As of Feb 5, 2019, shodan.io shows a total of 2,430,941 computers connected to the internet by way of remote desktop. Out of these, 507,957 belong to computers in the United States. This voluminous number of servers and workstations, depicted in the figure below, are increasingly subject to cyber-attacks.
Since 2016, attacks against the remote desktop protocol have been on the rise. In 2018, the Internet Crime Complaint Center (IC3), issued a specific security alert regarding Windows Remote Desktop protocol (RDP).
Attacks related to RDP included ransomware, corporate theft, installation of backdoors, pivoting, and launching of additional attacks. Starting in 2016, black market sales of RDP accounts also became available including identities and login credentials for as little as $6.00 per server.
Obviously, the best way to protect a server is to disable RDP. However, sometimes, this is not an option. If your server is one of the many that requires remote desktop to function, it is paramount to know the types of attacks that may be levied against this protocol and the various methods at an engineer’s disposal to prevent these attacks.
RDP Attack Methodologies
One attack a hacker may utilize is a brute force of RDP credentials. In this attack, a malicious actor will scan a range of IP addresses, look for open ports used by RDP (e.g. 3389), and finally utilize a brute force method such as a dictionary attack to attempt to determine the password.
Unfortunately, not only are credentials subject to loss in this type of attack, but additionally, this brute force attack may serve as a denial of service against the operating system’s memory or storage due to the filling.
Luckily, RDP is encrypted by default through TLS. However, an attacker may still utilize a man in the middle attack to gain RDP credentials. As with any man in the middle attack, the attacker places himself in a broadcast domain shared with either the client or the RDP server.
One such methodology uses a python-based tool called Seth to leverage ARP spoofing to redirect traffic through an RDP proxy. This allows the attacker to downgrade the encryption of the connection and extract clear text credentials.
As with any listening service, attacks may be leveraged against vulnerable code. RDP is no exception to the rule. One example of an RDP specific vulnerability was released to the public as part of CVE-2018-0976.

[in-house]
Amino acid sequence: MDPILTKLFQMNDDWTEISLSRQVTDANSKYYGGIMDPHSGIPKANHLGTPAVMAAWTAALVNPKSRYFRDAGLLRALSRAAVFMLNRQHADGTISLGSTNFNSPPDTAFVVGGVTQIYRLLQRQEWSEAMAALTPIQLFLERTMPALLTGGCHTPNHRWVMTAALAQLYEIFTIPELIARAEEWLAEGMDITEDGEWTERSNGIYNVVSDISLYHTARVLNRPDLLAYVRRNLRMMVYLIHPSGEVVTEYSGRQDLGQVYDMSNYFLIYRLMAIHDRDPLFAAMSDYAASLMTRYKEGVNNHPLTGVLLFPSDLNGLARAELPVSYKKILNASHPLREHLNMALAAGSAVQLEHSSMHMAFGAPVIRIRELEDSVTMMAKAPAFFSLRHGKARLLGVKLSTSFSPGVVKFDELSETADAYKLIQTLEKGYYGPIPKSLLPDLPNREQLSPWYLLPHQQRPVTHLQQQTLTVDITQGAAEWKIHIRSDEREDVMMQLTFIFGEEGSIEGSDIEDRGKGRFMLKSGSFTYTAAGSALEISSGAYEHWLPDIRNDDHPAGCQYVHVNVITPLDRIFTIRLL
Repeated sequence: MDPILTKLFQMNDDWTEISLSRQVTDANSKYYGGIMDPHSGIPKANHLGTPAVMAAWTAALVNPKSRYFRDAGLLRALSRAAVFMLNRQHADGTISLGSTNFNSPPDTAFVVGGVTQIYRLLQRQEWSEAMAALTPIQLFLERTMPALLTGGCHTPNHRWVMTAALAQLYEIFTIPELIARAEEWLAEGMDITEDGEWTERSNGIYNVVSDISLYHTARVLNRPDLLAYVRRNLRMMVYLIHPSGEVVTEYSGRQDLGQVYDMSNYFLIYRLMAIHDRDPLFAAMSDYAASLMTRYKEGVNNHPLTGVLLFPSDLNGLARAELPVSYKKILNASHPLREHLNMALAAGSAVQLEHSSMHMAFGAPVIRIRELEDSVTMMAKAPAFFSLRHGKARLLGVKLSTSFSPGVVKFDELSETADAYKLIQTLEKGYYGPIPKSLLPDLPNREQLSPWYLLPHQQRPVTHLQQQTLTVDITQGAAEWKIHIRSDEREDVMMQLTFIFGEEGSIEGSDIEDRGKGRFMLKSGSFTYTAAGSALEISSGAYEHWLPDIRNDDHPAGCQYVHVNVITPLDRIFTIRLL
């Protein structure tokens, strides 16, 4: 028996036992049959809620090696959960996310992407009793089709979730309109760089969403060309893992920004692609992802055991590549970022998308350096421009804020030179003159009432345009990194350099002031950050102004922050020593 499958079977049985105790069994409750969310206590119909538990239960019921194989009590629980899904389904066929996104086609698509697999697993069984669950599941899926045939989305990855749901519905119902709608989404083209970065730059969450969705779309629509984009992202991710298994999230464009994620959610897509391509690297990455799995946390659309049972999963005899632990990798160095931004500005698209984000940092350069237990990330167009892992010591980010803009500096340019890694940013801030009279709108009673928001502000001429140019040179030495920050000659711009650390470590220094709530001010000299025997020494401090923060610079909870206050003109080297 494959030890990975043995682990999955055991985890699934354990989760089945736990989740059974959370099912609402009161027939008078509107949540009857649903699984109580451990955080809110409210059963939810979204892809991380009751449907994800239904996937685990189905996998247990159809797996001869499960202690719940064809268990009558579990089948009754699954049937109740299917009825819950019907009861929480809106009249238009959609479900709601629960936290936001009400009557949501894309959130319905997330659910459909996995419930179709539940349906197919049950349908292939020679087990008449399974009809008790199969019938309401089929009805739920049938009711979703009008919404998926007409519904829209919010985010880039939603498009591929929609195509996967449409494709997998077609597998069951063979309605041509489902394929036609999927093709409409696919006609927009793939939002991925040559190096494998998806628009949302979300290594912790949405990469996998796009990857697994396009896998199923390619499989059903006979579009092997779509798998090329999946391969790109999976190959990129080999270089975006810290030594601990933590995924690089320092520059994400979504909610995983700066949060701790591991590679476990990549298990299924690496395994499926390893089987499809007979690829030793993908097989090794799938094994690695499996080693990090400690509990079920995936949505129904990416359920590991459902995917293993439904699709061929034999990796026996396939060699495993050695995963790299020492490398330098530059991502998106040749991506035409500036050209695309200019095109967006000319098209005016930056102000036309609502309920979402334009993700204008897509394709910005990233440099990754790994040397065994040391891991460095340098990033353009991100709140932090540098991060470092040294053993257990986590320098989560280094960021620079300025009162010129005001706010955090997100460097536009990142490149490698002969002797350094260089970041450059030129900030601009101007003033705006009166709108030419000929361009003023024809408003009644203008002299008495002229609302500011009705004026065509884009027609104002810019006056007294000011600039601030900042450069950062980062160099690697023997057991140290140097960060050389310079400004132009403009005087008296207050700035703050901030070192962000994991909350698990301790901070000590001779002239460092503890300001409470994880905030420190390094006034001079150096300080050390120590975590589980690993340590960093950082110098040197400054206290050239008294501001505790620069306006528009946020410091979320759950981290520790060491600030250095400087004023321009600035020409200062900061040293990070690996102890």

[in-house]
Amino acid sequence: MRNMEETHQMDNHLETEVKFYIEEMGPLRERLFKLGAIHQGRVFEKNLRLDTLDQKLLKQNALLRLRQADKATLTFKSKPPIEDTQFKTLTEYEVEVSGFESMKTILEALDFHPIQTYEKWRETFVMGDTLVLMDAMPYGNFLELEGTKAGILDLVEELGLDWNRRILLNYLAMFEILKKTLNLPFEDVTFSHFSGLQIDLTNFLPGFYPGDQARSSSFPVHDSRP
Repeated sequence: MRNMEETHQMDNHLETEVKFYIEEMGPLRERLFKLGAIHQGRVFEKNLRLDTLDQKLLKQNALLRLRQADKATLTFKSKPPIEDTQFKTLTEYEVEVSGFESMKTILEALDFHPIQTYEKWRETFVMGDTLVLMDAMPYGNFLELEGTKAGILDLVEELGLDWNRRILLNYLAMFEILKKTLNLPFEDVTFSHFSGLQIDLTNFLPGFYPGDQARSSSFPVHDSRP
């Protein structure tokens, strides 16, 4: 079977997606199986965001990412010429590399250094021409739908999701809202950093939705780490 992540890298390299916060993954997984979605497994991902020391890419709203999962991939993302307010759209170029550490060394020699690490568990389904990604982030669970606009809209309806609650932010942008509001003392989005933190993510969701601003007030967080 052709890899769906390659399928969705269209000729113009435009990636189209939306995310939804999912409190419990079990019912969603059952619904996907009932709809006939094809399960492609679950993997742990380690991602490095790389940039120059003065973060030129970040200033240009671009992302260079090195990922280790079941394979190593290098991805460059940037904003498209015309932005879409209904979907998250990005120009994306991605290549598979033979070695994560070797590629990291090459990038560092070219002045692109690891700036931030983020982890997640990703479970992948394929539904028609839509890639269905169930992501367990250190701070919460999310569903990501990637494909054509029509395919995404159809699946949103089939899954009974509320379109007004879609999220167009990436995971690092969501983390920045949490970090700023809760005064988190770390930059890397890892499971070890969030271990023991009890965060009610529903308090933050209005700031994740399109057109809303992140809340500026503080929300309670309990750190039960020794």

This CVE notified users of a vulnerability in the remote desktop service which made the operating system vulnerable to a denial of service when specially crafted packets were sent to a listening server running RDP.
An attacker may also utilize his connection through RDP to take additional malicious actions such as the deployment of ransomware, installation of a backdoor, or even pivoting throughout the environment.
In some instances, attackers may tunnel RDP connections through another protocol such as SSH to bypass firewalls and other boundary protections.
Defending Against RDP Attacks
There are several countermeasures an administrator can utilize to defend against RDP based attacks and most are very simple.
Passwords and Lockouts
First, to defend against brute force attacks it is critical to utilize complex passwords or two factor authentication as well as implementing a lockout policy. To implement a lockout policy as part of your windows domain go to the following setting under group policy editor.
Computer Configuration\Policies \Windows Settings \Security Settings \Account Policies \Account Lockout
Set your Account Lockout Threshold to the number of invalid attempts that you choose.
Use an Alternative Port for RDP
To change the port utilize for RDP, alter the following registry key.
Install Latest Windows and Security Updates
There are several examples of vulnerabilities in the Remote Desktop software itself. Since 2002, there have been over 20 security updates and 24 separate CVE. Some examples include:
- MS01-052: Invalid RDP Data Can Cause Terminal Service Failure
- MS02-051: Cryptographic Flaw in RDP Protocol can Lead to Information Disclosure
- MS05-041: Vulnerability in Remote Desktop Protocol Could Allow Denial of Service